By Barry M. Benjamin and Jeremy A. Schachter – Lexology
Connecticut recently passed S.B. 209, a new law aimed at aggressive telemarketing tactics. The law, which goes into effect on October 1, 2014, strengthens Connecticut’s already existing “Do Not Call Registry” by banning unsolicited commercial text and media messages and “robocalls” without prior affirmative consent by the consumer. Thus, regardless of whether a consumer has already requested to be placed on the Do Not Call Registry, the law prohibits traditional text messages; messages that contain audio, photographic, or video content; and automatically dialed calls that play prerecorded content when answered, unless the consumer has first assented to their receipt. [read more]
By Hunter Stuart – The Huffington Post
People with overdue bills have long complained of harassment from debt collectors, from late-night phone calls to frightening in-person visits. Now it appears the industry has found far more troubling strategy: Filing lawsuits against debtors — often, consumer advocates say, on the theory that they won’t ever show up to court to defend themselves.
The consequences are dire when the debtors don’t appear in court. A judge can put a lien on someone’s home, garnish wages, even freeze bank accounts — all without a person ever getting a chance to fight their case. And at times, collectors file suit in error. Consumers interviewed for this story described cases where they were never told they were being brought to court, or were sued for debts on credit cards they never had.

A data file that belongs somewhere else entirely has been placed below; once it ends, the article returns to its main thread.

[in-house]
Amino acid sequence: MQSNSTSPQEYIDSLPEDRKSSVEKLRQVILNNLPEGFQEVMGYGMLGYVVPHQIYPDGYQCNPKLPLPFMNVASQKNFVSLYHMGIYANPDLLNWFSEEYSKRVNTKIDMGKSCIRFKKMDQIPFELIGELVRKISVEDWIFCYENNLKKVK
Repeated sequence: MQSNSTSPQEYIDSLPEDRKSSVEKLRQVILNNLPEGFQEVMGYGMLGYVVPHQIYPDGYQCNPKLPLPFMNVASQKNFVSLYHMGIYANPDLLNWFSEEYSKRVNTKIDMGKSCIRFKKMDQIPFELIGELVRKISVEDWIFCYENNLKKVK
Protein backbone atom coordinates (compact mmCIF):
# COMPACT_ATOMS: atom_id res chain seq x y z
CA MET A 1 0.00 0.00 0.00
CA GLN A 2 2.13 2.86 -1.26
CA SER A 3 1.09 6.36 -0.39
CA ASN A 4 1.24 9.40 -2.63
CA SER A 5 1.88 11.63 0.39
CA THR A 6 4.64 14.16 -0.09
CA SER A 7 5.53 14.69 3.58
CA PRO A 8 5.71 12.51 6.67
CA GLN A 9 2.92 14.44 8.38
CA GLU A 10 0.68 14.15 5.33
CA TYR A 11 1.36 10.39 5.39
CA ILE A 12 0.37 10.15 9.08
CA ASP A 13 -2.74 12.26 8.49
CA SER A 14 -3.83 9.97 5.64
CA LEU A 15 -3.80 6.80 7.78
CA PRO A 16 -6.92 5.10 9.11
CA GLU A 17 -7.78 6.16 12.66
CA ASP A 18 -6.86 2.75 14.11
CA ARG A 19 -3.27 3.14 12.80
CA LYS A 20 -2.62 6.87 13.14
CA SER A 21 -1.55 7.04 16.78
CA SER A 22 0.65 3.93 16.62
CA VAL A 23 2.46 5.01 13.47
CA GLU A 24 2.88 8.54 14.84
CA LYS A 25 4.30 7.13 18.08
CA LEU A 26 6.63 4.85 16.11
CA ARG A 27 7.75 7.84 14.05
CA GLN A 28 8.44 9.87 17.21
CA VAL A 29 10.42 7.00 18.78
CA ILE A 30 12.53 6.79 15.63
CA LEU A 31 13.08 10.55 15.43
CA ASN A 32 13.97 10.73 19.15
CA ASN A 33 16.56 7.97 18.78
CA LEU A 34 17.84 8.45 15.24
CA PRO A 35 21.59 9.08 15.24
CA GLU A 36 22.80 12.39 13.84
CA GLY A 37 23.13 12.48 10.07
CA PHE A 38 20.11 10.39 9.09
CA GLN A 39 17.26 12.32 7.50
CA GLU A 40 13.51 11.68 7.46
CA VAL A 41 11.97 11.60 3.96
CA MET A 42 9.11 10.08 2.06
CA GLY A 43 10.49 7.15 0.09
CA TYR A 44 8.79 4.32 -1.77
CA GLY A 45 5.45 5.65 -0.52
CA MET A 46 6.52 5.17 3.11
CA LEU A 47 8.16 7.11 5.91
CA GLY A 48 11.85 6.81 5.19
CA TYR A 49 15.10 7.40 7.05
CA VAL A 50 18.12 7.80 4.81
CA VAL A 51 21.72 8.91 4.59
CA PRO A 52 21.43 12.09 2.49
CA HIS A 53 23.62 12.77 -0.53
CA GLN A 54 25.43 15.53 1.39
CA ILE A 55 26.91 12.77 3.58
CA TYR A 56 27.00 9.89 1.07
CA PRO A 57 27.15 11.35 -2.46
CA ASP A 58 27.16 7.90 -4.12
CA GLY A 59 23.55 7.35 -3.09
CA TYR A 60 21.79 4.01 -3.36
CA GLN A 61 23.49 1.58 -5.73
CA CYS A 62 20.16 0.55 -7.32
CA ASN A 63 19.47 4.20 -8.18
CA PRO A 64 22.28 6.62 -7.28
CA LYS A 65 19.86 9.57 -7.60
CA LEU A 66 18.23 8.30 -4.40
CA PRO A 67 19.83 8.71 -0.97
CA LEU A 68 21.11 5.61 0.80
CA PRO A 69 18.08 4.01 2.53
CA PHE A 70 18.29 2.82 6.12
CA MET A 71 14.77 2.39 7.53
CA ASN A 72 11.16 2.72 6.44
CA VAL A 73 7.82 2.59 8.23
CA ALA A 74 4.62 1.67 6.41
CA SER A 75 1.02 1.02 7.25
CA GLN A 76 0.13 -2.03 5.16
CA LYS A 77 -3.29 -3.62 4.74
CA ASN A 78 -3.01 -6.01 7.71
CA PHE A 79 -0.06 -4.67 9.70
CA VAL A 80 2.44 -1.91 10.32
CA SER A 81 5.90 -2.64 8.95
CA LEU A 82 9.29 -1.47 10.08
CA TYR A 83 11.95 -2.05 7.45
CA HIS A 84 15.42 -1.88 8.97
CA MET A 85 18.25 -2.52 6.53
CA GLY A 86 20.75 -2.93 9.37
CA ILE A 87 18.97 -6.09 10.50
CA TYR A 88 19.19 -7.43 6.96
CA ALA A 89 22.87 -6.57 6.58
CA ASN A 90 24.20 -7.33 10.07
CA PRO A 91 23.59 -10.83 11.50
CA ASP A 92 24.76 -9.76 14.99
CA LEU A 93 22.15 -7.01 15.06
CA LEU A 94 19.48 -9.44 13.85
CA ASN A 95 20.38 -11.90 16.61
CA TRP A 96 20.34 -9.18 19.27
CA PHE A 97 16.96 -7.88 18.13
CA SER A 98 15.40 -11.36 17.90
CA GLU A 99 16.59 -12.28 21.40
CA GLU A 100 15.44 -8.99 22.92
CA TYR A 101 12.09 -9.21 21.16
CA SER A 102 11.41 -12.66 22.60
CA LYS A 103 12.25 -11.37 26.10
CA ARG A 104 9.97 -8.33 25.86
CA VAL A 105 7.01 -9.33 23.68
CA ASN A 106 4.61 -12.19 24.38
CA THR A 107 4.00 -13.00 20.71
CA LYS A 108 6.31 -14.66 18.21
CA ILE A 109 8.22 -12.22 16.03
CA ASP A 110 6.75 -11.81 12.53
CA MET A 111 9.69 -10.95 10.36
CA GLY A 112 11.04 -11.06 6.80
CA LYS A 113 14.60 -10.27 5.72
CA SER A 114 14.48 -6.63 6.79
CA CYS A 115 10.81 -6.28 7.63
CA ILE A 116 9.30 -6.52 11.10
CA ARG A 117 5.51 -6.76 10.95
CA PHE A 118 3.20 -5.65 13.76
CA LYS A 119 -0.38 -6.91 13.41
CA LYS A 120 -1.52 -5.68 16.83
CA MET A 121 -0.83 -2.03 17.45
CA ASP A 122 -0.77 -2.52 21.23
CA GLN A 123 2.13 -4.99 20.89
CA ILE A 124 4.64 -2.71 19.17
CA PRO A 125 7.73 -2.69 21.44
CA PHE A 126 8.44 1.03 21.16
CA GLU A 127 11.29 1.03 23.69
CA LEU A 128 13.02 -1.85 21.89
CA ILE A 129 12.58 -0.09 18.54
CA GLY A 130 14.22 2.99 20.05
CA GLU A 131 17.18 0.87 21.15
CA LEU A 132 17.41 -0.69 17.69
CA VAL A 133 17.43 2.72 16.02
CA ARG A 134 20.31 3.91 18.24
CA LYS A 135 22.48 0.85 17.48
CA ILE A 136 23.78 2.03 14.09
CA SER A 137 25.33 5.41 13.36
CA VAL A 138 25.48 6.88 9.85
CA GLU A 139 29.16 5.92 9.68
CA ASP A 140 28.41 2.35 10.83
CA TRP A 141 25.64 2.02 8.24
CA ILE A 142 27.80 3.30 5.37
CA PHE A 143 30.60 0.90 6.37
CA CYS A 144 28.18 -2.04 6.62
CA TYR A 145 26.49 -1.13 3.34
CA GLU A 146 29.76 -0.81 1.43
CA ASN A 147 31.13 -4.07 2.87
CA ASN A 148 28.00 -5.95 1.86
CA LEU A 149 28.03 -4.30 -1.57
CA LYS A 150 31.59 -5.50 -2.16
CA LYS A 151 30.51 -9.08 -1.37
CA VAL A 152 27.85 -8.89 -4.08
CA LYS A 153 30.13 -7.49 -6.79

“Over the years we’ve heard from thousands of people who’ve found themselves at the end of one of these default judgments,” said Susan Shin, a senior staff attorney at the New Economy Project, a consumer advocacy group. “And most of the people we talk to haven’t received any kind of notice that they were going to be sued.”
Willie Wilson, a 69-year-old retired veteran from Elgin, Texas, lost his late mother’s home because he never received notice that a debt collector had sued him. Wilson learned when he had the house appraised in 2009 that a collection agency had filed suit against him earlier that year over an unpaid $2,500 MasterCard bill.
Wilson was troubled on two accounts: While normally Wilson would have been “served” a summons to appear in court, he said he never got one. And, he said, he never had a MasterCard.
But since he had been found liable in court, it was too late. He didn’t have the $3,500 he now owed. The law in Texas allows a debt collector to force the sale of a home if it’s not someone’s primary house. Wilson, who inherited the three-bedroom bungalow from his mother, figured he would sell it himself first.